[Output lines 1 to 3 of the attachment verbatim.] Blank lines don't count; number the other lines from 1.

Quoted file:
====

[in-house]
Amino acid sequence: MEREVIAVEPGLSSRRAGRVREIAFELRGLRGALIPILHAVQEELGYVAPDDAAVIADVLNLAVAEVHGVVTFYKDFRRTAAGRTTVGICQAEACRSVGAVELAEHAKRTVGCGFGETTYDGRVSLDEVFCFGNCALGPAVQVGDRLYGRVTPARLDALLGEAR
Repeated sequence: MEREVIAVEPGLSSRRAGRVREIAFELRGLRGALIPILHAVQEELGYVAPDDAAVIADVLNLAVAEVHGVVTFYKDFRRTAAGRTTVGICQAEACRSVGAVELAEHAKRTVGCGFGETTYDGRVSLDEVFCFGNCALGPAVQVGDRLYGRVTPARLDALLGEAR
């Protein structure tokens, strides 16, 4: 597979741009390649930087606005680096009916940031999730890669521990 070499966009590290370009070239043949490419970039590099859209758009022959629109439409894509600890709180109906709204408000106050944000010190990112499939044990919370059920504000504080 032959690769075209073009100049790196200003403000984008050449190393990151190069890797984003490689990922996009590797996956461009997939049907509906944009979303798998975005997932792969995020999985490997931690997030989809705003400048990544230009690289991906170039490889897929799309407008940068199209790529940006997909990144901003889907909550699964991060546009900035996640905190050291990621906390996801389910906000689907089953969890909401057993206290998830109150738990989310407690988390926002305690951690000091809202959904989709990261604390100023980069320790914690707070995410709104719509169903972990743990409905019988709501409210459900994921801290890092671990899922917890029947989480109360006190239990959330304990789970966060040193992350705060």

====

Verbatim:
[in-house]
Amino acid sequence: MEREVIAVEPGLSSRRAGRVREIAFELRGLRGALIPILHAVQEELGYVAPDDAAVIADVLNLAVAEVHGVVTFYKDFRRTAAGRTTVGICQAEACRSVGAVELAEHAKRTVGCGFGETTYDGRVSLDEVFCFGNCALGPAVQVGDRLYGRVTPARLDALLGEAR
Repeated sequence: MEREVIAVEPGLSSRRAGRVREIAFELRGLRGALIPILHAVQEELGYVAPDDAAVIADVLNLAVAEVHGVVTFYKDFRRTAAGRTTVGICQAEACRSVGAVELAEHAKRTVGCGFGETTYDGRVSLDEVFCFGNCALGPAVQVGDRLYGRVTPARLDALLGEAR